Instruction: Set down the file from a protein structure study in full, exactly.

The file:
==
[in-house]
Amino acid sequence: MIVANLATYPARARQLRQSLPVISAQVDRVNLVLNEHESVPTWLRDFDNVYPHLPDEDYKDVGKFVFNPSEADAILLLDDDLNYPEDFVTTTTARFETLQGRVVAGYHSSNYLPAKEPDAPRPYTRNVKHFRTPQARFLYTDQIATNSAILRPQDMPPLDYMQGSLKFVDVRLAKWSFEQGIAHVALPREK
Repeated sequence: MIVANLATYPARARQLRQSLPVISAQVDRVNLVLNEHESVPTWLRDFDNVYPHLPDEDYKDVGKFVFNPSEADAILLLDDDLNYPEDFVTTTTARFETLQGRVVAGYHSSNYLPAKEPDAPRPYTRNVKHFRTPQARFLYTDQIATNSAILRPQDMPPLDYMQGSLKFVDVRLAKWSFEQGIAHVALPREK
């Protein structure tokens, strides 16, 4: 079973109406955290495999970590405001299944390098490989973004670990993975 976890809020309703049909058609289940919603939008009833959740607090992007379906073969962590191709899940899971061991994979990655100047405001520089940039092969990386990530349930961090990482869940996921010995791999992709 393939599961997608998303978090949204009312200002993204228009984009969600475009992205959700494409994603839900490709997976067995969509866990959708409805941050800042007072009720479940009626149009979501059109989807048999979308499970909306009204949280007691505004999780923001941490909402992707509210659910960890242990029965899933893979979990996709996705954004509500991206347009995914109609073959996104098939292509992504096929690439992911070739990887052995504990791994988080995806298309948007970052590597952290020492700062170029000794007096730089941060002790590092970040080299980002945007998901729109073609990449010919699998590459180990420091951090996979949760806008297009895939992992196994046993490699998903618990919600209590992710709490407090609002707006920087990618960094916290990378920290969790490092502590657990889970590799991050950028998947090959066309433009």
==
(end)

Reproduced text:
[in-house]
Amino acid sequence: MIVANLATYPARARQLRQSLPVISAQVDRVNLVLNEHESVPTWLRDFDNVYPHLPDEDYKDVGKFVFNPSEADAILLLDDDLNYPEDFVTTTTARFETLQGRVVAGYHSSNYLPAKEPDAPRPYTRNVKHFRTPQARFLYTDQIATNSAILRPQDMPPLDYMQGSLKFVDVRLAKWSFEQGIAHVALPREK
Repeated sequence: MIVANLATYPARARQLRQSLPVISAQVDRVNLVLNEHESVPTWLRDFDNVYPHLPDEDYKDVGKFVFNPSEADAILLLDDDLNYPEDFVTTTTARFETLQGRVVAGYHSSNYLPAKEPDAPRPYTRNVKHFRTPQARFLYTDQIATNSAILRPQDMPPLDYMQGSLKFVDVRLAKWSFEQGIAHVALPREK
């Protein structure tokens, strides 16, 4: 079973109406955290495999970590405001299944390098490989973004670990993975 976890809020309703049909058609289940919603939008009833959740607090992007379906073969962590191709899940899971061991994979990655100047405001520089940039092969990386990530349930961090990482869940996921010995791999992709 393939599961997608998303978090949204009312200002993204228009984009969600475009992205959700494409994603839900490709997976067995969509866990959708409805941050800042007072009720479940009626149009979501059109989807048999979308499970909306009204949280007691505004999780923001941490909402992707509210659910960890242990029965899933893979979990996709996705954004509500991206347009995914109609073959996104098939292509992504096929690439992911070739990887052995504990791994988080995806298309948007970052590597952290020492700062170029000794007096730089941060002790590092970040080299980002945007998901729109073609990449010919699998590459180990420091951090996979949760806008297009895939992992196994046993490699998903618990919600209590992710709490407090609002707006920087990618960094916290990378920290969790490092502590657990889970590799991050950028998947090959066309433009």